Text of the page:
There's not much that was memorable about today's drive, although we did go through Fredricksburg, TX. It seemed quaint, yet trendy, and we'd like to go back there someday and explore.

Miles driven today: 338
Expenses: Fuel - $63.22. Campsite: $9.00

October 22, 2006. Fort Stockton, TX to Las Cruces, NM

Today marks the final leg of this particular trip. The drive through west Texas seems to take forever, but at least the road is good and that makes all the difference in the world. There was a lot of road construction happening in El Paso, so that particular stretch was slow going.

We pulled in to the Hacienda RV & Rally Resort, a really, really nice facility. This is the first RV resort we've been to that has more than its share of hotel-type amenities, like complimentary breakfast, complimentary USA Today, concierge services and private telephone service at each site. There's also a beautiful clubhouse, complete with stone fireplace, a large covered patio-with fireplace-a cardio exercise room and hydro-therapy pool. We could live here. And in fact, they have lease programs where you can stay for a few months or a few years.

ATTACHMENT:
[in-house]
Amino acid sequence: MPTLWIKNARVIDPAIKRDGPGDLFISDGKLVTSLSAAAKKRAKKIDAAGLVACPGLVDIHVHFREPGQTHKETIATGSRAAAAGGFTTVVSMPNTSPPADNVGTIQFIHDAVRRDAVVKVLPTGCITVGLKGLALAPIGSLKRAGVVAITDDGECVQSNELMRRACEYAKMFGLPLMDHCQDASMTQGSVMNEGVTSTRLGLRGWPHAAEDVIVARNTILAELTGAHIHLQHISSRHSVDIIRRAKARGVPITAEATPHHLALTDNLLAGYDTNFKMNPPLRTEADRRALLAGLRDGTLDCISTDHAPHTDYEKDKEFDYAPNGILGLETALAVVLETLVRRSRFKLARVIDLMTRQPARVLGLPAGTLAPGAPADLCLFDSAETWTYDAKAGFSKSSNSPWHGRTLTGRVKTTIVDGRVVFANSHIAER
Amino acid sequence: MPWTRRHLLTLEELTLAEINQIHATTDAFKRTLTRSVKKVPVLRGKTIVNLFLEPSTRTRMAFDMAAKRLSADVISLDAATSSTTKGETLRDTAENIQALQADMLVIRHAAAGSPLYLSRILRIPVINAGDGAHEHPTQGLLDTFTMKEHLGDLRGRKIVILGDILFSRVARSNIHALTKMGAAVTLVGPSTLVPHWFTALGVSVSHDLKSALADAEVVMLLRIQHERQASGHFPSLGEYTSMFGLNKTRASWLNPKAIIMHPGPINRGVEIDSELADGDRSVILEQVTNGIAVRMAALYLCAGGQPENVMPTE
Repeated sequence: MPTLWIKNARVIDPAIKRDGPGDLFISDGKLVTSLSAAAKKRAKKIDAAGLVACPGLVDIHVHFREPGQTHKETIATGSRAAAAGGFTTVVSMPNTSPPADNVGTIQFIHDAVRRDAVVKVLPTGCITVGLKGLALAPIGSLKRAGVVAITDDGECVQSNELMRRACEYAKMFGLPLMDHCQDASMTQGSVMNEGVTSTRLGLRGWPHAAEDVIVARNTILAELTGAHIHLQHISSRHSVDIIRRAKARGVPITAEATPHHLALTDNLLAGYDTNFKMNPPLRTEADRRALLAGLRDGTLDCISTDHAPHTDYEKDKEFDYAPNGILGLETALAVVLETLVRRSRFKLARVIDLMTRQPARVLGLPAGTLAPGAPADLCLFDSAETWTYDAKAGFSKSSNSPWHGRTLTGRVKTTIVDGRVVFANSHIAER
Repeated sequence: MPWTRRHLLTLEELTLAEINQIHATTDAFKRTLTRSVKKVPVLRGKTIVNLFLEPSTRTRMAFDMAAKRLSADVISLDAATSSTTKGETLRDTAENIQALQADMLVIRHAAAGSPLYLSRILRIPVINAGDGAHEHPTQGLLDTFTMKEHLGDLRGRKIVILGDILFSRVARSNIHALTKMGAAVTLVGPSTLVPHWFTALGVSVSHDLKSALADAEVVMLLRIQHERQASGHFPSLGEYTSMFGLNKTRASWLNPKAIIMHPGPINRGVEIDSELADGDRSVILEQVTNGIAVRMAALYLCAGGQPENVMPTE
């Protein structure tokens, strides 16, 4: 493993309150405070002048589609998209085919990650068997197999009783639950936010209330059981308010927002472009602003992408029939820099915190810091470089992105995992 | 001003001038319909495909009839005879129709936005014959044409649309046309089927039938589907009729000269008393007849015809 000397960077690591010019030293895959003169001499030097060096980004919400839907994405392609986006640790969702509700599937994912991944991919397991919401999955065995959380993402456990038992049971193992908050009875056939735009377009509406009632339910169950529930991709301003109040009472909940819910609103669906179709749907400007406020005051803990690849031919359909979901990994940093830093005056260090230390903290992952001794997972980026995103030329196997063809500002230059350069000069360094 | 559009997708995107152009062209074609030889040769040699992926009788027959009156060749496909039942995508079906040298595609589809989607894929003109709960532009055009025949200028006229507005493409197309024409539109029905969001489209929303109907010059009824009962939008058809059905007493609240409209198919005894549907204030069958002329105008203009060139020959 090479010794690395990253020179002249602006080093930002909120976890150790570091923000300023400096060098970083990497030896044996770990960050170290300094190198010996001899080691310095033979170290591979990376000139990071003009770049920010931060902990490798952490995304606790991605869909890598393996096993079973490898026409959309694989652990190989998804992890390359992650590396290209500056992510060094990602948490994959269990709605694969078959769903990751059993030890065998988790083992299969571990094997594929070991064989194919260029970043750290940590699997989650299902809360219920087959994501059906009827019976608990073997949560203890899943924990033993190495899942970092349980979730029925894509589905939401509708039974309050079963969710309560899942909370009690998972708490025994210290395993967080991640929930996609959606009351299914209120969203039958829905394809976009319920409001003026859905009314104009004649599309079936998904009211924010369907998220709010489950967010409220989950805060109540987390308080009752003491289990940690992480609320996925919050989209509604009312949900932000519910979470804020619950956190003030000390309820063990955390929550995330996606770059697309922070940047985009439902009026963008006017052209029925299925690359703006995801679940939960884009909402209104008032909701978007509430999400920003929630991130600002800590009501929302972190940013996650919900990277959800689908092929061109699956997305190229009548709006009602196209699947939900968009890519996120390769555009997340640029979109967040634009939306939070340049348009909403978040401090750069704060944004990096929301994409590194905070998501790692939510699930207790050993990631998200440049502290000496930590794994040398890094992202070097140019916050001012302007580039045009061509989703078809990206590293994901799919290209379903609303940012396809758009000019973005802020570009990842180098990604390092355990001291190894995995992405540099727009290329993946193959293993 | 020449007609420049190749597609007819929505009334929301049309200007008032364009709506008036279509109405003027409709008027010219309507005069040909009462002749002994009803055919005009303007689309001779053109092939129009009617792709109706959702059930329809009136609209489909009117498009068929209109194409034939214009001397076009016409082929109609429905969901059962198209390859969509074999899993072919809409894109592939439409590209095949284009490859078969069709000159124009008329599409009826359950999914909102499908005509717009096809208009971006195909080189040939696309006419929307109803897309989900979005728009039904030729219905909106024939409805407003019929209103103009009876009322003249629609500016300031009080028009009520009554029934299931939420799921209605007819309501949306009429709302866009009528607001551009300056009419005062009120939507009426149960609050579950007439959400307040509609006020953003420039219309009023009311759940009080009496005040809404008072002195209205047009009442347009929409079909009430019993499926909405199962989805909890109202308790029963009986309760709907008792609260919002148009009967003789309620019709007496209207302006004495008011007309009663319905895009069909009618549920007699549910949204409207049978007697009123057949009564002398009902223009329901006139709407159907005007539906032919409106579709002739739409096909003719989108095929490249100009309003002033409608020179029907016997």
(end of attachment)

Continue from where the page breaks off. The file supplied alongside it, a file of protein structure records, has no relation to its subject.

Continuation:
At the end of each segment of our blog, I've noted our miles driven that day, and itemized expenses. I thought knowing our total expenses (excluding food) from the day we left Missoula, Montana (September 15th) until now might be interesting. For the past 43 days:

Total miles driven: 3,803
What we spent on fuel: $879.55
Cost of camping: $830.22

Miles driven today: 289
Expenses: Fuel - $66.44. Food - $22.00. Campsite: $160.86 (6 nights)